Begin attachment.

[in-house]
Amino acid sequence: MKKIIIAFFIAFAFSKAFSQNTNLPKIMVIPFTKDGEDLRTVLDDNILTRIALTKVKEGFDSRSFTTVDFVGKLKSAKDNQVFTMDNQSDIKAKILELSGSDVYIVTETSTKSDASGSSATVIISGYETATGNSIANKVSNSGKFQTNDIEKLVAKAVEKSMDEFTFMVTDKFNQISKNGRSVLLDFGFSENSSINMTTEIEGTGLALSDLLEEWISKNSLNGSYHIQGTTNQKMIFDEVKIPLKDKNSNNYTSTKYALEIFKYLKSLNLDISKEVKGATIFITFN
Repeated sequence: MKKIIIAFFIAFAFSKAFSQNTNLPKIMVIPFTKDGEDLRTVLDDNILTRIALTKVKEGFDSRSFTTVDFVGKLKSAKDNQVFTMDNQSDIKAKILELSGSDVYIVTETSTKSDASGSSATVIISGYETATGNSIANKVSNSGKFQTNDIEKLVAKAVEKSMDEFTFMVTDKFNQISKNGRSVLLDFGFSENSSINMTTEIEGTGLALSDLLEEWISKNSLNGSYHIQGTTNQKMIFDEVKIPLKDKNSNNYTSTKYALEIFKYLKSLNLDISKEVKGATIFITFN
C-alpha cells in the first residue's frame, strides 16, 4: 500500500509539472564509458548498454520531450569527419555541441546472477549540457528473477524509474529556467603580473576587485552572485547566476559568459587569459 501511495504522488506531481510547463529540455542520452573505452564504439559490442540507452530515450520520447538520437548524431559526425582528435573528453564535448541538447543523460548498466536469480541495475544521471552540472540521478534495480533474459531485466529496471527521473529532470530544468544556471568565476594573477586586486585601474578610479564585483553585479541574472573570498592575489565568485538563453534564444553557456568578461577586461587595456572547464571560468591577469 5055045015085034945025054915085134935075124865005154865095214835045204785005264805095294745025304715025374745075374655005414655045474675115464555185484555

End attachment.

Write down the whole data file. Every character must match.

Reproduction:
[in-house]
Amino acid sequence: MKKIIIAFFIAFAFSKAFSQNTNLPKIMVIPFTKDGEDLRTVLDDNILTRIALTKVKEGFDSRSFTTVDFVGKLKSAKDNQVFTMDNQSDIKAKILELSGSDVYIVTETSTKSDASGSSATVIISGYETATGNSIANKVSNSGKFQTNDIEKLVAKAVEKSMDEFTFMVTDKFNQISKNGRSVLLDFGFSENSSINMTTEIEGTGLALSDLLEEWISKNSLNGSYHIQGTTNQKMIFDEVKIPLKDKNSNNYTSTKYALEIFKYLKSLNLDISKEVKGATIFITFN
Repeated sequence: MKKIIIAFFIAFAFSKAFSQNTNLPKIMVIPFTKDGEDLRTVLDDNILTRIALTKVKEGFDSRSFTTVDFVGKLKSAKDNQVFTMDNQSDIKAKILELSGSDVYIVTETSTKSDASGSSATVIISGYETATGNSIANKVSNSGKFQTNDIEKLVAKAVEKSMDEFTFMVTDKFNQISKNGRSVLLDFGFSENSSINMTTEIEGTGLALSDLLEEWISKNSLNGSYHIQGTTNQKMIFDEVKIPLKDKNSNNYTSTKYALEIFKYLKSLNLDISKEVKGATIFITFN
C-alpha cells in the first residue's frame, strides 16, 4: 500500500509539472564509458548498454520531450569527419555541441546472477549540457528473477524509474529556467603580473576587485552572485547566476559568459587569459 501511495504522488506531481510547463529540455542520452573505452564504439559490442540507452530515450520520447538520437548524431559526425582528435573528453564535448541538447543523460548498466536469480541495475544521471552540472540521478534495480533474459531485466529496471527521473529532470530544468544556471568565476594573477586586486585601474578610479564585483553585479541574472573570498592575489565568485538563453534564444553557456568578461577586461587595456572547464571560468591577469 5055045015085034945025054915085134935075124865005154865095214835045204785005264805095294745025304715025374745075374655005414655045474675115464555185484555